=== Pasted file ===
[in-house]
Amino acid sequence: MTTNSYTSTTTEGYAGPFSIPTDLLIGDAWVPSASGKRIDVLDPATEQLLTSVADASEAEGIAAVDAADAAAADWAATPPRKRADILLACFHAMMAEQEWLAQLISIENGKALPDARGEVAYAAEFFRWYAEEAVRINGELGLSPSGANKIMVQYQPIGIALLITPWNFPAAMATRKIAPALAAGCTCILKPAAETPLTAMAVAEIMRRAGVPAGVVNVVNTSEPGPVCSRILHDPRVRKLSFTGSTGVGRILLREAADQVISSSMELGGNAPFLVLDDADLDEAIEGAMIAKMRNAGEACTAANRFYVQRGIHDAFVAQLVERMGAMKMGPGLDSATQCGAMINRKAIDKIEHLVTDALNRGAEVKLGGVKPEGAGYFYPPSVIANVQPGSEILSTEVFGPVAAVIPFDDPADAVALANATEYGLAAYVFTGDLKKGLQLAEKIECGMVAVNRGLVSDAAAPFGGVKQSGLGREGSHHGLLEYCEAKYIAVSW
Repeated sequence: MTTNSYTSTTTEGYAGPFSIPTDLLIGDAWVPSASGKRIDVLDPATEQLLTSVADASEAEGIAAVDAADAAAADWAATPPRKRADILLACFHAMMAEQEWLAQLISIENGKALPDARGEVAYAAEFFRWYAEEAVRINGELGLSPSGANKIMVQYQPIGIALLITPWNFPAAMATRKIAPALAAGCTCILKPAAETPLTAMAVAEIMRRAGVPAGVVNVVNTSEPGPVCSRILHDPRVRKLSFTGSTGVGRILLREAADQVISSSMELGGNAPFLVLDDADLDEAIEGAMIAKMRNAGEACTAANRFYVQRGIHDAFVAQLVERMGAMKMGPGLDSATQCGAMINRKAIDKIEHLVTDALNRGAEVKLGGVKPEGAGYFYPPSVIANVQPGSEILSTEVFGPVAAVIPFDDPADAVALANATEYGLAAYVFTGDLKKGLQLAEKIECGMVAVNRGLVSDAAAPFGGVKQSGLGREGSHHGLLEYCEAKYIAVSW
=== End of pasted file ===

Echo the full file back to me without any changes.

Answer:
[in-house]
Amino acid sequence: MTTNSYTSTTTEGYAGPFSIPTDLLIGDAWVPSASGKRIDVLDPATEQLLTSVADASEAEGIAAVDAADAAAADWAATPPRKRADILLACFHAMMAEQEWLAQLISIENGKALPDARGEVAYAAEFFRWYAEEAVRINGELGLSPSGANKIMVQYQPIGIALLITPWNFPAAMATRKIAPALAAGCTCILKPAAETPLTAMAVAEIMRRAGVPAGVVNVVNTSEPGPVCSRILHDPRVRKLSFTGSTGVGRILLREAADQVISSSMELGGNAPFLVLDDADLDEAIEGAMIAKMRNAGEACTAANRFYVQRGIHDAFVAQLVERMGAMKMGPGLDSATQCGAMINRKAIDKIEHLVTDALNRGAEVKLGGVKPEGAGYFYPPSVIANVQPGSEILSTEVFGPVAAVIPFDDPADAVALANATEYGLAAYVFTGDLKKGLQLAEKIECGMVAVNRGLVSDAAAPFGGVKQSGLGREGSHHGLLEYCEAKYIAVSW
Repeated sequence: MTTNSYTSTTTEGYAGPFSIPTDLLIGDAWVPSASGKRIDVLDPATEQLLTSVADASEAEGIAAVDAADAAAADWAATPPRKRADILLACFHAMMAEQEWLAQLISIENGKALPDARGEVAYAAEFFRWYAEEAVRINGELGLSPSGANKIMVQYQPIGIALLITPWNFPAAMATRKIAPALAAGCTCILKPAAETPLTAMAVAEIMRRAGVPAGVVNVVNTSEPGPVCSRILHDPRVRKLSFTGSTGVGRILLREAADQVISSSMELGGNAPFLVLDDADLDEAIEGAMIAKMRNAGEACTAANRFYVQRGIHDAFVAQLVERMGAMKMGPGLDSATQCGAMINRKAIDKIEHLVTDALNRGAEVKLGGVKPEGAGYFYPPSVIANVQPGSEILSTEVFGPVAAVIPFDDPADAVALANATEYGLAAYVFTGDLKKGLQLAEKIECGMVAVNRGLVSDAAAPFGGVKQSGLGREGSHHGLLEYCEAKYIAVSW